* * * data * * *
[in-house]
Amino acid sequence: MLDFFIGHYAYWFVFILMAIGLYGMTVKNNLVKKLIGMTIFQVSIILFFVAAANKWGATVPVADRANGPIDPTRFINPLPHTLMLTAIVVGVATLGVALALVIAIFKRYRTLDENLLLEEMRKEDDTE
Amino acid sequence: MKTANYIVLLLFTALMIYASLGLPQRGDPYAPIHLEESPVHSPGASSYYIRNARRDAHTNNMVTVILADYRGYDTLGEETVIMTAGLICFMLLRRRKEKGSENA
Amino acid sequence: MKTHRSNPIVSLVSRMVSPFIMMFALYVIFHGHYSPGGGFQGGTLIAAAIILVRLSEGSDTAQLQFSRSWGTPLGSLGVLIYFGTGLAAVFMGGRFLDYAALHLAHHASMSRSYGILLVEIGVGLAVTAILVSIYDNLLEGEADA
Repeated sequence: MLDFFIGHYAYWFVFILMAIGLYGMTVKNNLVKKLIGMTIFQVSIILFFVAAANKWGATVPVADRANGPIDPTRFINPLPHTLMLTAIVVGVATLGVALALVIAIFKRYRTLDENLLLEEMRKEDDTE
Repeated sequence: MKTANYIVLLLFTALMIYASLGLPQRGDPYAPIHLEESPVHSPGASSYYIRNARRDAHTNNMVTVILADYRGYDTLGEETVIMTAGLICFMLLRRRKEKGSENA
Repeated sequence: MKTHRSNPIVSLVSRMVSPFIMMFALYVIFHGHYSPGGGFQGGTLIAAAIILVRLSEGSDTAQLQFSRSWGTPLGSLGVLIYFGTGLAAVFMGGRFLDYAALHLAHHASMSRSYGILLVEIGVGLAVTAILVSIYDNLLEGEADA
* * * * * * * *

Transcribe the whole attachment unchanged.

[in-house]
Amino acid sequence: MLDFFIGHYAYWFVFILMAIGLYGMTVKNNLVKKLIGMTIFQVSIILFFVAAANKWGATVPVADRANGPIDPTRFINPLPHTLMLTAIVVGVATLGVALALVIAIFKRYRTLDENLLLEEMRKEDDTE
Amino acid sequence: MKTANYIVLLLFTALMIYASLGLPQRGDPYAPIHLEESPVHSPGASSYYIRNARRDAHTNNMVTVILADYRGYDTLGEETVIMTAGLICFMLLRRRKEKGSENA
Amino acid sequence: MKTHRSNPIVSLVSRMVSPFIMMFALYVIFHGHYSPGGGFQGGTLIAAAIILVRLSEGSDTAQLQFSRSWGTPLGSLGVLIYFGTGLAAVFMGGRFLDYAALHLAHHASMSRSYGILLVEIGVGLAVTAILVSIYDNLLEGEADA
Repeated sequence: MLDFFIGHYAYWFVFILMAIGLYGMTVKNNLVKKLIGMTIFQVSIILFFVAAANKWGATVPVADRANGPIDPTRFINPLPHTLMLTAIVVGVATLGVALALVIAIFKRYRTLDENLLLEEMRKEDDTE
Repeated sequence: MKTANYIVLLLFTALMIYASLGLPQRGDPYAPIHLEESPVHSPGASSYYIRNARRDAHTNNMVTVILADYRGYDTLGEETVIMTAGLICFMLLRRRKEKGSENA
Repeated sequence: MKTHRSNPIVSLVSRMVSPFIMMFALYVIFHGHYSPGGGFQGGTLIAAAIILVRLSEGSDTAQLQFSRSWGTPLGSLGVLIYFGTGLAAVFMGGRFLDYAALHLAHHASMSRSYGILLVEIGVGLAVTAILVSIYDNLLEGEADA